wherein the first photodetector is disposed between the second photodetector and the radiation receiving face, the second scintillator is disposed between the first photodetector and the radiation receiving face, the first scintillator is disposed between the second scintillator and the radiation receiving face, and the first long wavelength cutoff is shorter than the second long wavelength cutoff;
a first electrical contact; and
a second electrical contact, wherein the first and second electrical contacts are in electrical communication with the first photodetector through vias disposed in the second photodetector.
18. The apparatus of claim 17 wherein the first long wavelength cutoff is shorter than the first wavelength and longer than the second wavelength.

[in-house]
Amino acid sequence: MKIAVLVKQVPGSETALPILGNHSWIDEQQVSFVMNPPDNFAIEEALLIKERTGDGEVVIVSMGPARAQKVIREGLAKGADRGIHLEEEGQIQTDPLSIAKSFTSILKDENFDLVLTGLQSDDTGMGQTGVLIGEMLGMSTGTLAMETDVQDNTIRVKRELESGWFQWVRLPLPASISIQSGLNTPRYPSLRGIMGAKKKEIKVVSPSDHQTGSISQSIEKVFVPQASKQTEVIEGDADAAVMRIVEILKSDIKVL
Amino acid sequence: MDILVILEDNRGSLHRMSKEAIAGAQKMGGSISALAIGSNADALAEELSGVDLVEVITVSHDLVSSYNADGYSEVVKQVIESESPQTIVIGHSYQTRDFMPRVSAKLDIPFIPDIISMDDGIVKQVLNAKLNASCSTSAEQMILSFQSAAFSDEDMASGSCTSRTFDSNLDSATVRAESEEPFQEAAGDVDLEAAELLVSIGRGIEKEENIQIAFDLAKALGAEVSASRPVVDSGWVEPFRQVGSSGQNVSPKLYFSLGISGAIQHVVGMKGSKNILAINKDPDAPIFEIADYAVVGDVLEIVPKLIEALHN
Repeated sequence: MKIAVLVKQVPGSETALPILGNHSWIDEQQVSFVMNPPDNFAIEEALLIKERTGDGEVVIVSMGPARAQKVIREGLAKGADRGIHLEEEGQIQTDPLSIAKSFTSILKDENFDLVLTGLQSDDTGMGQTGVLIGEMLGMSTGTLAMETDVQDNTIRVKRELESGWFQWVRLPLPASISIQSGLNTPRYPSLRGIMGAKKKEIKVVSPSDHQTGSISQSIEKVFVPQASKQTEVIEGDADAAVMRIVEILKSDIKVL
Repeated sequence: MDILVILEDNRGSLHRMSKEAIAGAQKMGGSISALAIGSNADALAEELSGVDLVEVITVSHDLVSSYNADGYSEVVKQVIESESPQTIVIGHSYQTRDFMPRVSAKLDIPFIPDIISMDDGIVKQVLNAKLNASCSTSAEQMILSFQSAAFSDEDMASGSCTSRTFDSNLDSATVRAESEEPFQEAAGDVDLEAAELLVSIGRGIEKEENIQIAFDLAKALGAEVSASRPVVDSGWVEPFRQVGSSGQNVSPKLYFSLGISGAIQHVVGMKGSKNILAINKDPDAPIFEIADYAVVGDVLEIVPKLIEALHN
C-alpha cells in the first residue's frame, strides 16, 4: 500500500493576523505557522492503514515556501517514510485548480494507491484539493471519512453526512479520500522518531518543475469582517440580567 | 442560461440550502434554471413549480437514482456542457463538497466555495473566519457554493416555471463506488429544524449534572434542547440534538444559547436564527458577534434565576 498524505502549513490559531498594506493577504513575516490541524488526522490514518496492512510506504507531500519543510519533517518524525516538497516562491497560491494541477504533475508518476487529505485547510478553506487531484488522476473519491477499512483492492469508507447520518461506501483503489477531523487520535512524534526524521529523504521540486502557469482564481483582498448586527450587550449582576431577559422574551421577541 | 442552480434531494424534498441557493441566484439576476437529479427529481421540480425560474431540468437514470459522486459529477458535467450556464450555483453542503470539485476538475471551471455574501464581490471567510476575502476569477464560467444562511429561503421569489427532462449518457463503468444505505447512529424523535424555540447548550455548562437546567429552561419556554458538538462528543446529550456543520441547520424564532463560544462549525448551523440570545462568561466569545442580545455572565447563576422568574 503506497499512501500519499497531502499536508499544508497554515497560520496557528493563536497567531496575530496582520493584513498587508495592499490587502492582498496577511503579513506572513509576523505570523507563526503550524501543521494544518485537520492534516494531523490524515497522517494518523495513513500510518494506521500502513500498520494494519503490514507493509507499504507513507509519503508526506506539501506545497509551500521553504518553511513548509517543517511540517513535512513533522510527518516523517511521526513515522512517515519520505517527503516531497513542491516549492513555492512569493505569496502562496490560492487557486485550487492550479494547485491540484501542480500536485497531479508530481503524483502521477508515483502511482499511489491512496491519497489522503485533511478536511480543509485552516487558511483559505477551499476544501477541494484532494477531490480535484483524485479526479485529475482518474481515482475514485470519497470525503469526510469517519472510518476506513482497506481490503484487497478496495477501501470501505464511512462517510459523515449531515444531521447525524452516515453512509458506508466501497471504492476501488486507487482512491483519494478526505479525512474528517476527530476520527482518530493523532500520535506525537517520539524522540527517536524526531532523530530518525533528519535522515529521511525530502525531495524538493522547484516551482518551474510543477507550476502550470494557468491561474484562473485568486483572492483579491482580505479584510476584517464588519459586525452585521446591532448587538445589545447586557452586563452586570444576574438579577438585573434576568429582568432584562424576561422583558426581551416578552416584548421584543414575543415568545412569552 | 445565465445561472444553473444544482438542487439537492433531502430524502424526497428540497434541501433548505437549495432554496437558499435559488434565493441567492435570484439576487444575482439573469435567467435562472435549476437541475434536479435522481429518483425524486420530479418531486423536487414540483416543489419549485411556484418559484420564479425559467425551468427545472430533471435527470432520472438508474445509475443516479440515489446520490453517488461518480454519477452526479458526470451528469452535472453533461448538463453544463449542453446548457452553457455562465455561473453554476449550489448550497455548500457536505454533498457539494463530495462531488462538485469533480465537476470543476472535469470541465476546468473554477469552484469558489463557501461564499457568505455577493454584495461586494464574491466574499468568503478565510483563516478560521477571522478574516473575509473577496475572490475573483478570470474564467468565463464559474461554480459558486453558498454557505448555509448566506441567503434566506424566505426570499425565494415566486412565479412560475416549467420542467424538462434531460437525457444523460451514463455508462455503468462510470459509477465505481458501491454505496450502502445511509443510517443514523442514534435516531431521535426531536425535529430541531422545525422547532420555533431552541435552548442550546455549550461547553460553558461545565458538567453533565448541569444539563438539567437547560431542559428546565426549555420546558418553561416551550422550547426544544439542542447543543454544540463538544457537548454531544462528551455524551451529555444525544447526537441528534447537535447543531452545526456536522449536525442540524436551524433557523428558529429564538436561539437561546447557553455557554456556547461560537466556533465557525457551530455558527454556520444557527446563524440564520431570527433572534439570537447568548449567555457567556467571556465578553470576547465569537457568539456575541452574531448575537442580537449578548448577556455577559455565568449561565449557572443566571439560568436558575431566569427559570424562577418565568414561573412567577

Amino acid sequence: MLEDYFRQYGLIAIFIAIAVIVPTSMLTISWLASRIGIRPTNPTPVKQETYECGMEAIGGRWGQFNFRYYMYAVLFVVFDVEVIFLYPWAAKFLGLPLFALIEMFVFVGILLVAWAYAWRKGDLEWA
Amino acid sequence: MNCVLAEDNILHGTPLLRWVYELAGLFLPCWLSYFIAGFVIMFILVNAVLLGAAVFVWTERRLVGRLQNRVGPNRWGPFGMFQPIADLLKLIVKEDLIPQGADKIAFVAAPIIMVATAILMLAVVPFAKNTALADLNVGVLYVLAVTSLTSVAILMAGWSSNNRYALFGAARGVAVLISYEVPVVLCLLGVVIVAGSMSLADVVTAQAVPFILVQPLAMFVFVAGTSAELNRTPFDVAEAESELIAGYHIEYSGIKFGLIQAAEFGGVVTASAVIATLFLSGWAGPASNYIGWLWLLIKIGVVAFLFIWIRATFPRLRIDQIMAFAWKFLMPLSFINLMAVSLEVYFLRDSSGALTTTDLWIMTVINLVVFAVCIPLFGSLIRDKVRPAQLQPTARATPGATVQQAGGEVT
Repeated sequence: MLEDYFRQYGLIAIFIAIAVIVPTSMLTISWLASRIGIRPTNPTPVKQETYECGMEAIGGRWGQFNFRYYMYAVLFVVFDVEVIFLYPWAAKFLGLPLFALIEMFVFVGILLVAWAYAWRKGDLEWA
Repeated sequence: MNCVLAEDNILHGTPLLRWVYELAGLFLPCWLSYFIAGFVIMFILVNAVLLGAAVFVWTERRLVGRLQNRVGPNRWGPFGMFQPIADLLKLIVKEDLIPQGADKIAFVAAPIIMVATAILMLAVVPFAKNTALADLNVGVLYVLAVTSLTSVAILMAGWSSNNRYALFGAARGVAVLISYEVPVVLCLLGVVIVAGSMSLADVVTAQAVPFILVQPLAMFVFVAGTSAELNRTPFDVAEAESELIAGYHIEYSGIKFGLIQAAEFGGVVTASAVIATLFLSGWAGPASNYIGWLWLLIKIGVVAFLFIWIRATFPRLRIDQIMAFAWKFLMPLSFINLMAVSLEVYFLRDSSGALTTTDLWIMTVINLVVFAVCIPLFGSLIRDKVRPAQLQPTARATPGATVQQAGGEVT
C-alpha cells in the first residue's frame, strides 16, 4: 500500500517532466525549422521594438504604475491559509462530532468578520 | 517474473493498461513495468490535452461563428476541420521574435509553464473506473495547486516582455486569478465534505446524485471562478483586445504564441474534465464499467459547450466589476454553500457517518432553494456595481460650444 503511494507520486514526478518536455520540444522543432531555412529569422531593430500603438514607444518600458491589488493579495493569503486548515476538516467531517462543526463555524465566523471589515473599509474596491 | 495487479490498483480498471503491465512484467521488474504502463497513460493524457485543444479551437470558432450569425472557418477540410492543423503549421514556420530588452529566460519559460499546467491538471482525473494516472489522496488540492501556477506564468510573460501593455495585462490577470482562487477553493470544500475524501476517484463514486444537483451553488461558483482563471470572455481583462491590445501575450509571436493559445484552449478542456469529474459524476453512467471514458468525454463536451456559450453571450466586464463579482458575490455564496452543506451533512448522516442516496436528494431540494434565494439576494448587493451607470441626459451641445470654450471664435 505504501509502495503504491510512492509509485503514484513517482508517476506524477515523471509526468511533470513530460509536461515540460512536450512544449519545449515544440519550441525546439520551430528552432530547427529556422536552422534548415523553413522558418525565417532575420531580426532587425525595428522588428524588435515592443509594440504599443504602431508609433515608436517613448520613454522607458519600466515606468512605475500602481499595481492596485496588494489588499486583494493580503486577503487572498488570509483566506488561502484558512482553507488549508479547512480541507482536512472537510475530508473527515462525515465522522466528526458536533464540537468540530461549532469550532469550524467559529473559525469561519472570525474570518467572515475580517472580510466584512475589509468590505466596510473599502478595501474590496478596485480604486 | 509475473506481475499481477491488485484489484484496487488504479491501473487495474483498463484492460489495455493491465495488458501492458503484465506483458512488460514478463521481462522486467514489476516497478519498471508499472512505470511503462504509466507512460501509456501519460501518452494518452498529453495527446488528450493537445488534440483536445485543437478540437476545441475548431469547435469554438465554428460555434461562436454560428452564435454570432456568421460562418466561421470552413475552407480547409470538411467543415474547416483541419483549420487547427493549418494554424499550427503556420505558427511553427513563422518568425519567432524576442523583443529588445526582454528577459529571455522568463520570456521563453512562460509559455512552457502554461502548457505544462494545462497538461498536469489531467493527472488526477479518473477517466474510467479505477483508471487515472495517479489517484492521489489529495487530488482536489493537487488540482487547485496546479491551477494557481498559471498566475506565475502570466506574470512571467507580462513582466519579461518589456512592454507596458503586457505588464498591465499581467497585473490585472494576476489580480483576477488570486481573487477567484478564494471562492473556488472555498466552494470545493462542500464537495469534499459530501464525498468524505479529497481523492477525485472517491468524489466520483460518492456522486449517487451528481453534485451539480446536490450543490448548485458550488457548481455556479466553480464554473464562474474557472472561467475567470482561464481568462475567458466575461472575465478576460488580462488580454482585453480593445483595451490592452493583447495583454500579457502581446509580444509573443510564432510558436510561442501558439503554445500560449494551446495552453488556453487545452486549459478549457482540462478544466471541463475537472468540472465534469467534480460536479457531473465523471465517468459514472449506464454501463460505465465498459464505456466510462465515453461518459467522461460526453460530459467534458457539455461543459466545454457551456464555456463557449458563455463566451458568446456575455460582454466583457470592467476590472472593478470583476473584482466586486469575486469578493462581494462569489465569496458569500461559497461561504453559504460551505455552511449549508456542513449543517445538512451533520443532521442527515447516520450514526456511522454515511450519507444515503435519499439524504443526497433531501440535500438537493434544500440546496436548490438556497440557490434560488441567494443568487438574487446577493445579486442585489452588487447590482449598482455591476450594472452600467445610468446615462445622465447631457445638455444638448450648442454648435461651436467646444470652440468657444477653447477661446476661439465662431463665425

19. The apparatus of claim 17 wherein the first and second photodetectors comprise corresponding first and second PIN photodiodes.
20. The apparatus of claim 19 wherein the first and second photodiodes are fabricated as a multi-junction device.
21. The apparatus of claim 20 further comprising a first set of electrical contacts for receiving an output signal from the first photodiode, wherein the first set of contacts is electrically connected to the first photodiode through vias extending through the second photodiode.
22. The apparatus of claim 21 wherein the first set of electrical contacts is disposed at a rear of the detector.
23. The apparatus of claim 17 wherein the first scintillator includes zinc selenide and the second scintillator includes gadolinium oxysulfide.
24. The apparatus of claim 17 wherein the radiation source includes an x-ray tube which rotates about the examination region.
Description
CROSS REFERENCE TO RELATED APPLICATIONS

This application claims the benefit of U.S. provisional application Ser. No. 60/596,592 filed Oct. 5, 2005, which is incorporated herein by reference.